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Tuesday, 14 October 2003
Page: 21339


Mr ALBANESE (5:33 PM) —I rise to support the condolence motion for a great Australian, Jim Cairns, moved by the Prime Minister and seconded by the Leader of the Opposition. Paul Strangio begins his biography of Jim Cairns, Keeper of the Faith, with the term `the future man of peace arrived in war'. Jim Cairns was born on 4 October 1914, and what followed were 89 fulfilling years. And what a life: a policeman, an academic, an intellectual and a politician in the broadest sense, as well as a parliamentarian. Jim Cairns can be remembered as being an early public opponent of Australia's White Australia policy. It was this respect for humanity which defines his enormous contribution.

In 1955 he defeated Stan Keon, who had defected to the Democratic Labour Party, to become the member for Yarra and then began his extraordinary career as a parliamentarian. It is extraordinary because he can be remembered as much for what he did outside parliament as for what he did inside parliament. There is no doubt that he will be remembered most importantly for his contribution to the Vietnam War moratoriums. I want to quote his friend and comrade Tom Uren who, upon hearing of Jim's passing, wrote:

Cairns was the inspiration, the titular head and the main spokesperson for this unique movement. At one anti-Vietnam meeting at Sydney Town Hall in late 1971—called by the NSW Right machine—Jim was one of the speakers, along with Gough Whitlam and Bob Hawke. John Ducker was in the chair. Cairns was running late and by the time he entered the Hall all the speakers were already on the platform. As he walked down the aisle the audience noticed him and, en masse, they stood up and applauded. Jim was very embarrassed and jogged down the aisle to the platform. Whitlam and Hawke were well received by the audience who applauded during their speeches but when Cairns rose to speak, they again rose en masse.

He spoke quietly, not trying to raise emotions, giving the history of the creation of the conflict and our involvement, taking us to where we were and, finally, where we had to go to achieve our objective. There was absolute silence during this speech—you could hear a pin drop—the audience listened so intently. When he finished, the people rose again and applauded for several minutes. Never in my lifetime have I ever heard or seen an audience give so much respect to a public figure. They showed their love, their respect and their affection for him. It was his enormous courage that made him such a magnificent individual. His crusading was the epitome of the movement. He drew enormous strength from the warmth of an audience, and they in turn drew strength and courage from him.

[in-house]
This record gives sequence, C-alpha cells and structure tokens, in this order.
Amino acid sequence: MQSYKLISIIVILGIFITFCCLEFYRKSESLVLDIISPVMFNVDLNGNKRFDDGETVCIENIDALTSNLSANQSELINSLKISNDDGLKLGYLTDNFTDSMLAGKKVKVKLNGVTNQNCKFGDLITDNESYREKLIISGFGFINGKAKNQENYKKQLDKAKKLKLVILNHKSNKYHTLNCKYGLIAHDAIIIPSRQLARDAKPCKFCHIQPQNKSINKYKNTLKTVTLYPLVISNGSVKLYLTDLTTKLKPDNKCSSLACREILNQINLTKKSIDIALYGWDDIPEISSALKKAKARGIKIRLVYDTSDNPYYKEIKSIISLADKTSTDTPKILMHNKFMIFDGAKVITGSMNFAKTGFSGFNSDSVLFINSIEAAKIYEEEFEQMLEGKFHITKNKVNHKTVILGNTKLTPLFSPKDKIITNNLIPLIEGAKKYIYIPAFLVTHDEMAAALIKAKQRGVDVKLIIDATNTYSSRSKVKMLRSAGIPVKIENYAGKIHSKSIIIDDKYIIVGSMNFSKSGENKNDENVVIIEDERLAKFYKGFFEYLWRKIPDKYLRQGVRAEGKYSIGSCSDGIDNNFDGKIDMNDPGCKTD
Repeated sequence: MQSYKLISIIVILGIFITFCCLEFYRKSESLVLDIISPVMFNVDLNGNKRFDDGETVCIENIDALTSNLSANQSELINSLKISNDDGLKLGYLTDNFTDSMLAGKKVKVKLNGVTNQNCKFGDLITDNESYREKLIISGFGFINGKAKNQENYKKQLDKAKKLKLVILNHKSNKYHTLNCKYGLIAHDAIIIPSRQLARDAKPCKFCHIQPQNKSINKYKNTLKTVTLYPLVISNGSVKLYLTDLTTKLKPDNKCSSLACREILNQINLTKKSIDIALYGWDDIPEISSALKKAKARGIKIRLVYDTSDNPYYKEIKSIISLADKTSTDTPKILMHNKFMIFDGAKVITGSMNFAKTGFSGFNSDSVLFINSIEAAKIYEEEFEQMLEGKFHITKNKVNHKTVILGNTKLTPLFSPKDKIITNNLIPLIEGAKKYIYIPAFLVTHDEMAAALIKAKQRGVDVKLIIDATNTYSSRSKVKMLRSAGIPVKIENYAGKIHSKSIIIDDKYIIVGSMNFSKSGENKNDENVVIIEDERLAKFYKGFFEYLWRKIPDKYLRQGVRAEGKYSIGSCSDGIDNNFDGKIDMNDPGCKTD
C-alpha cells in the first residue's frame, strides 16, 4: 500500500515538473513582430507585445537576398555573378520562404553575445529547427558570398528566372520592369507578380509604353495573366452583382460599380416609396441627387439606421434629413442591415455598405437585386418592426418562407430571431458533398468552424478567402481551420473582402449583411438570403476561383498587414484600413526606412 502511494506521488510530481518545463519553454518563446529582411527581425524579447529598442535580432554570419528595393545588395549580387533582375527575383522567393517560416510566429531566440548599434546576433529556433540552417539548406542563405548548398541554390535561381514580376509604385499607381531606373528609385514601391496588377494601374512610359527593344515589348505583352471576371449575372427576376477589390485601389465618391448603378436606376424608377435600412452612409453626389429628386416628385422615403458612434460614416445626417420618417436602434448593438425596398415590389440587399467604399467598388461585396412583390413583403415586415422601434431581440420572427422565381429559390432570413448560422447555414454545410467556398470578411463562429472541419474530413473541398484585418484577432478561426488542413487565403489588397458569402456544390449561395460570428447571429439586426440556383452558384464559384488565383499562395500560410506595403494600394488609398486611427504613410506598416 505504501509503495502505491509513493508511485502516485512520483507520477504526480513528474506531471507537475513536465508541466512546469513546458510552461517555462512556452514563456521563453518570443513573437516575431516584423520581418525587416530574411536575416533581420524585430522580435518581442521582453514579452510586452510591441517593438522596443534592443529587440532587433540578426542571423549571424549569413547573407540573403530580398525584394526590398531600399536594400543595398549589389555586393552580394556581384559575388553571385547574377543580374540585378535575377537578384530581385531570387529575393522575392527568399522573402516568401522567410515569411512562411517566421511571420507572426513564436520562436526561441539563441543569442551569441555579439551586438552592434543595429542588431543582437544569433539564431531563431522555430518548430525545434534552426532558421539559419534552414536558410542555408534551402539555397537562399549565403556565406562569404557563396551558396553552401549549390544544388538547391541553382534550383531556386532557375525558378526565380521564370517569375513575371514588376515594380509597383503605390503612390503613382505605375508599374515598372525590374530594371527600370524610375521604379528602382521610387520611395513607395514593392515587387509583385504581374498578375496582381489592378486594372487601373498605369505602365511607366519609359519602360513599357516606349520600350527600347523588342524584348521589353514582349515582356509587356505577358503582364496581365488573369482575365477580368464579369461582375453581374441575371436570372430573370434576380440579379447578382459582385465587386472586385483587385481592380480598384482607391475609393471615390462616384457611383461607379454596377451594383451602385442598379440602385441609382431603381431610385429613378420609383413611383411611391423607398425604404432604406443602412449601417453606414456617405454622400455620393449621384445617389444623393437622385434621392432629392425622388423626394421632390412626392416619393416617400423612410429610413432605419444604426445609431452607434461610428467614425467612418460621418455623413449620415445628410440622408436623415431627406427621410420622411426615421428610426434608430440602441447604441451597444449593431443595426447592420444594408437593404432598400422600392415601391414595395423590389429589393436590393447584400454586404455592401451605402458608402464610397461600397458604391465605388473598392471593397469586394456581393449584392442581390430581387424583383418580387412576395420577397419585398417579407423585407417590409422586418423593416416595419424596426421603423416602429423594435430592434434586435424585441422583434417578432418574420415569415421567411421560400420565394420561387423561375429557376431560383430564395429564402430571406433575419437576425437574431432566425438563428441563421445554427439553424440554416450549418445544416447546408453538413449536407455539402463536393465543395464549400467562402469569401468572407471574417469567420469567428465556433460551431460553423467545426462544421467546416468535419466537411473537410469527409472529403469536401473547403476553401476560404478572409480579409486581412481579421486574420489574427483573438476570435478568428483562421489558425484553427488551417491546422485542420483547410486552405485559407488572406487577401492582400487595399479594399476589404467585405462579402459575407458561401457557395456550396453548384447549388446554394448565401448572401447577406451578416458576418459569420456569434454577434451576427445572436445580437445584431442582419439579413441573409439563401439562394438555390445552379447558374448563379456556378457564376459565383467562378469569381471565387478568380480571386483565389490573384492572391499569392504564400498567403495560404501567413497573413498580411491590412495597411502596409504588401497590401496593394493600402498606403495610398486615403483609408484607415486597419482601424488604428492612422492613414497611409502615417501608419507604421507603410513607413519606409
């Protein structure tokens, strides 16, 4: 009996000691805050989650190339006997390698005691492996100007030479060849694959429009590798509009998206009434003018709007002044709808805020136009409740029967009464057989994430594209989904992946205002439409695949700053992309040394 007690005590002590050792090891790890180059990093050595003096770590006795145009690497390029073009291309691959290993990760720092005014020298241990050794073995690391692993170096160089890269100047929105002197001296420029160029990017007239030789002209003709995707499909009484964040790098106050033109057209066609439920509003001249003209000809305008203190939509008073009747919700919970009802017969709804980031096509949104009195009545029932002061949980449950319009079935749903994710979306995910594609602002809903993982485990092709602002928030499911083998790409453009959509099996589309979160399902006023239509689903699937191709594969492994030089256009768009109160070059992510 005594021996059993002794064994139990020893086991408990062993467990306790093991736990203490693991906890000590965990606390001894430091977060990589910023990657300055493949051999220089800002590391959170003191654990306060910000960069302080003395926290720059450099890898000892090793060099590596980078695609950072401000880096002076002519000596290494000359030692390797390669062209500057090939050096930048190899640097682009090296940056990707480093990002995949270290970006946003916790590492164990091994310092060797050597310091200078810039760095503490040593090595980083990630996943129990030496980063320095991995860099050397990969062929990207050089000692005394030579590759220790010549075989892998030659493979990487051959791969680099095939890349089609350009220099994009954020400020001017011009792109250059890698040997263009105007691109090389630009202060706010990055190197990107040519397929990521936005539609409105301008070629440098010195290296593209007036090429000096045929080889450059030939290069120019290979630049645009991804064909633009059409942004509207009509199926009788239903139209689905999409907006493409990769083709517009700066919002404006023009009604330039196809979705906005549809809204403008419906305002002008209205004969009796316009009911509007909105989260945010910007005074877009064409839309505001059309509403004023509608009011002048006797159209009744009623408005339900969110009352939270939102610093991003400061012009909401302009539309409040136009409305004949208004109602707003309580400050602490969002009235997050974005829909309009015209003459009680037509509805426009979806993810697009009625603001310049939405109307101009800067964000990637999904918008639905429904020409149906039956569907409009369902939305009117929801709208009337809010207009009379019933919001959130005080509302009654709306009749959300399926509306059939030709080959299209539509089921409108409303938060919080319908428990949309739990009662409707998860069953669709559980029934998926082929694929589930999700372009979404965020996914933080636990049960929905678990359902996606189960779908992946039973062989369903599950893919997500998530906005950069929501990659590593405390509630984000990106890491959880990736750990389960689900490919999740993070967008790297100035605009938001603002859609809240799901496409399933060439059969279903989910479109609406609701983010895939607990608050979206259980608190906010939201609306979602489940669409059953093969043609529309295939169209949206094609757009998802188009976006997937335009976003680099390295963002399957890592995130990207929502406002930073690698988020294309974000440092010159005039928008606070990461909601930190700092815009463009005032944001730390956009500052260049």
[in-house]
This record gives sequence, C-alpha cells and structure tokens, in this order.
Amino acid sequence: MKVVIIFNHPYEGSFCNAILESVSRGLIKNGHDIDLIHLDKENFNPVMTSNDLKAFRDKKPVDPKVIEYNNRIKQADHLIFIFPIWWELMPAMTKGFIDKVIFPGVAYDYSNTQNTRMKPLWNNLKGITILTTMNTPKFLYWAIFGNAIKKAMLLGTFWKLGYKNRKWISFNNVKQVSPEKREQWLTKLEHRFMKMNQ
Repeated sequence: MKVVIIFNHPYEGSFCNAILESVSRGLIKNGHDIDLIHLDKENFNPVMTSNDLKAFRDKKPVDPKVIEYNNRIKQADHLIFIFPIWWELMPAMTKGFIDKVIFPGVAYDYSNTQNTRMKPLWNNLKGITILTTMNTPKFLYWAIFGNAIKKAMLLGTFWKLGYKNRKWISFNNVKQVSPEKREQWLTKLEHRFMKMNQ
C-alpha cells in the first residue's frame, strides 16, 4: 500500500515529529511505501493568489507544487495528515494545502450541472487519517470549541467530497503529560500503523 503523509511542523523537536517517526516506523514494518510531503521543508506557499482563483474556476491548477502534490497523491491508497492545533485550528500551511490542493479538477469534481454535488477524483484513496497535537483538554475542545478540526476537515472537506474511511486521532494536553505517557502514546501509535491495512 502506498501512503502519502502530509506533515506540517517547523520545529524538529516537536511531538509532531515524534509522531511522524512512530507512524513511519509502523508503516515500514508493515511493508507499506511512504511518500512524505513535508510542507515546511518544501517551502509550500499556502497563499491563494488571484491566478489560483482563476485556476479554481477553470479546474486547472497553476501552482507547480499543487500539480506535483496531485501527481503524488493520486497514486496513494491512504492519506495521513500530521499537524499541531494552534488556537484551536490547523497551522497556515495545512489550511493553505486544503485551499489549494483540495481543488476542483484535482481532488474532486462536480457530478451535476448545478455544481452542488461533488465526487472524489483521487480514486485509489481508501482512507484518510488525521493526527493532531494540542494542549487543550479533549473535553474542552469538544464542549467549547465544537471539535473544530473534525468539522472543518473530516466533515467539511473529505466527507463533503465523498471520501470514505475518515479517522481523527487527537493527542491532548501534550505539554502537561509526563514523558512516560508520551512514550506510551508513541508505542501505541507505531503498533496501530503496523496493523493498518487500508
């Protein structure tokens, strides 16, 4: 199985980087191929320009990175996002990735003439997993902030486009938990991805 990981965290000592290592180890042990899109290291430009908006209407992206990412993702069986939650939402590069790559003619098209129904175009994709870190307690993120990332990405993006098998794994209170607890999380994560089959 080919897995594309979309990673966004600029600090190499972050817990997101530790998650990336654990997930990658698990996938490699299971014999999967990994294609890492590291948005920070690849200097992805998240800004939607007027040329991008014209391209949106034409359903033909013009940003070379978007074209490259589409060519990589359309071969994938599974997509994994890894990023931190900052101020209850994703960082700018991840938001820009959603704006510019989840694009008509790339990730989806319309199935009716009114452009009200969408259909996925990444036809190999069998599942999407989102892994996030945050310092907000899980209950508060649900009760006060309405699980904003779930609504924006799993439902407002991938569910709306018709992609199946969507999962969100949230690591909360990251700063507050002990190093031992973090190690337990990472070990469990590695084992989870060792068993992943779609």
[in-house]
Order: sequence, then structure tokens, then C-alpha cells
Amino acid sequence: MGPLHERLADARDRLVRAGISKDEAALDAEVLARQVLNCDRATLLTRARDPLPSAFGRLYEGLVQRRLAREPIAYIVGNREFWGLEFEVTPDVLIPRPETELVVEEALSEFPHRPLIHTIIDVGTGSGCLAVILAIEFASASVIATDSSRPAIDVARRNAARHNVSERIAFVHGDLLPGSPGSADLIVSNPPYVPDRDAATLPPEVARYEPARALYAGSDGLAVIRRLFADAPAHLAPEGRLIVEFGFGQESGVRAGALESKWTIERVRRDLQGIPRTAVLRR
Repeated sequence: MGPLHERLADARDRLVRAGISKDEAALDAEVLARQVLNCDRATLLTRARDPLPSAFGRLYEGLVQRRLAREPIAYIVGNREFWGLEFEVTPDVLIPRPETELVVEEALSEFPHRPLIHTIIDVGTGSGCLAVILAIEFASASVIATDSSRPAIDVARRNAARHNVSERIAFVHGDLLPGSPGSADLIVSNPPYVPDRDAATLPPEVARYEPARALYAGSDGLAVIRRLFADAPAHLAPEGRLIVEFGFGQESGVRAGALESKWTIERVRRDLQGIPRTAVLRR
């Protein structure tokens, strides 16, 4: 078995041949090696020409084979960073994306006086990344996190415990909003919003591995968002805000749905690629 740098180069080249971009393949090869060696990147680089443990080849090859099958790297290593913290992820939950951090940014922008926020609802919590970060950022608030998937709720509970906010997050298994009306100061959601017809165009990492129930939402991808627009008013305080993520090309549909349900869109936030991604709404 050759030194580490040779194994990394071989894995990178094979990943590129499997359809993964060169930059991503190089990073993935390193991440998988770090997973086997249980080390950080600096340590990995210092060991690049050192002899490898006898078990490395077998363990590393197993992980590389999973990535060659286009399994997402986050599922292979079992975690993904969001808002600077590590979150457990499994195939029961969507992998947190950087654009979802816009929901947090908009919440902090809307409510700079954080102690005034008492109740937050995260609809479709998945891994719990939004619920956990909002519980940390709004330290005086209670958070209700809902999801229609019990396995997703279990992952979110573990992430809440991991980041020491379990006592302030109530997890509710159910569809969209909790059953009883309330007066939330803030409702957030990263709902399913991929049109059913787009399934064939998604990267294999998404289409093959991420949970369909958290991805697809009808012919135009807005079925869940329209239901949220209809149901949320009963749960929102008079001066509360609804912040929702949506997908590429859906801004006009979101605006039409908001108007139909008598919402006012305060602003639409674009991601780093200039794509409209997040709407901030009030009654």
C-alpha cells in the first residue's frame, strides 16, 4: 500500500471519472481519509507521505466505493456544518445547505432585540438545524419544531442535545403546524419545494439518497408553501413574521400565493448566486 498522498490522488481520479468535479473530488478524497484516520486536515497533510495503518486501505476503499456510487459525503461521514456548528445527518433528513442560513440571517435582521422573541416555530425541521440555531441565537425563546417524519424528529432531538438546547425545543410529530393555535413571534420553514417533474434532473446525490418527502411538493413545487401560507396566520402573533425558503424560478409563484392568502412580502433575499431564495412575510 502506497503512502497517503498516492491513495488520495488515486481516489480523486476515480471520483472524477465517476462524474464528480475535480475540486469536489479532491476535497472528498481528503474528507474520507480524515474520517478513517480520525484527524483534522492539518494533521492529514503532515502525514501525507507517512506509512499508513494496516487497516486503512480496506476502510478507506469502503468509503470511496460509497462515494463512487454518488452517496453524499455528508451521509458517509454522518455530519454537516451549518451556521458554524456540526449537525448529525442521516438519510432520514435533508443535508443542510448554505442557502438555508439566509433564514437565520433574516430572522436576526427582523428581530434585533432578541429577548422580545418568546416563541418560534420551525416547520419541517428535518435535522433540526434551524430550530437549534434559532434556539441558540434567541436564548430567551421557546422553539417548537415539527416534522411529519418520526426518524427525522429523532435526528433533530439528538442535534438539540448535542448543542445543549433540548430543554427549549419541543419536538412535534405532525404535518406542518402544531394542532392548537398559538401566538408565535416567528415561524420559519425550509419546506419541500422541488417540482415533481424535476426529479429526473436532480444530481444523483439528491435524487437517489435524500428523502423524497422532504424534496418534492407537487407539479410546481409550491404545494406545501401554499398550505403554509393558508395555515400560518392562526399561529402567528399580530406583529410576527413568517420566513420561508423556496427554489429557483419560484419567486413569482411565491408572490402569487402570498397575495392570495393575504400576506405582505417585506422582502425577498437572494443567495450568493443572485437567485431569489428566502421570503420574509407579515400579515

Such love does not come easily; it has to be earned—and certainly Jim Cairns earned it. In opposing that war he saved the lives of many Australians who were involved in it or who would have been conscripted, and he also helped to stop the conflict in Vietnam.

At the time, he also made a great contribution to parliamentary life. He served as Minister for the Environment in 1975, as federal Treasurer from 1974 to 1975, as Deputy Prime Minister from 1974 to 1975, as Minister for Overseas Trade from 1972 to 1974 and as Minister for Secondary Industry from 1972 to 1973. He will be remembered for opening up trade links with China and also for his conduct as Acting Prime Minister after the Cyclone Tracy devastation of Darwin on Christmas Day 1974 and, soon after that, the destruction of the Derwent River bridge.

As a result of what was an intellectual transformation, he became disillusioned with life as a parliamentarian while still being a minister in the government. Later on he talked about the need for nonparliamentary change. As quoted by Mark Latham, Jim Cairns argued that Australia could not be a socialist country until it was a country of socialists. He wrote about—and indeed lived—a concept, which at that time was new, which stressed the importance of human relationships.

Indeed, on 20 February 2000 I was honoured to launch his book On the horizon: a cultural transformation to a new consciousness. This became his last book. The launch was undertaken before an elderly audience at a pub in Chippendale, but it also attracted many young people who came to see what this great icon of the Labor movement had to say. While there are many things in that book that I disagree with, what was clear at that launch—from a man who even then was starting to become quite frail—was his passion and his belief in social change and in advancing the cause of humanity.

It was at Tom Uren's 80th birthday party, held two years ago at Tom's house in Balmain, where I last saw Jim Cairns and where he and Gough Whitlam were united. It was quite a sight seeing them sitting in Tom's lounge room having a chat. It was a great honour for someone of my generation to be able to see that. I take this opportunity to pay tribute to Jim Cairns, to pass on my condolences to his family on their loss and to say that not only the Australian Labor Party but indeed Australia have lost a true believer.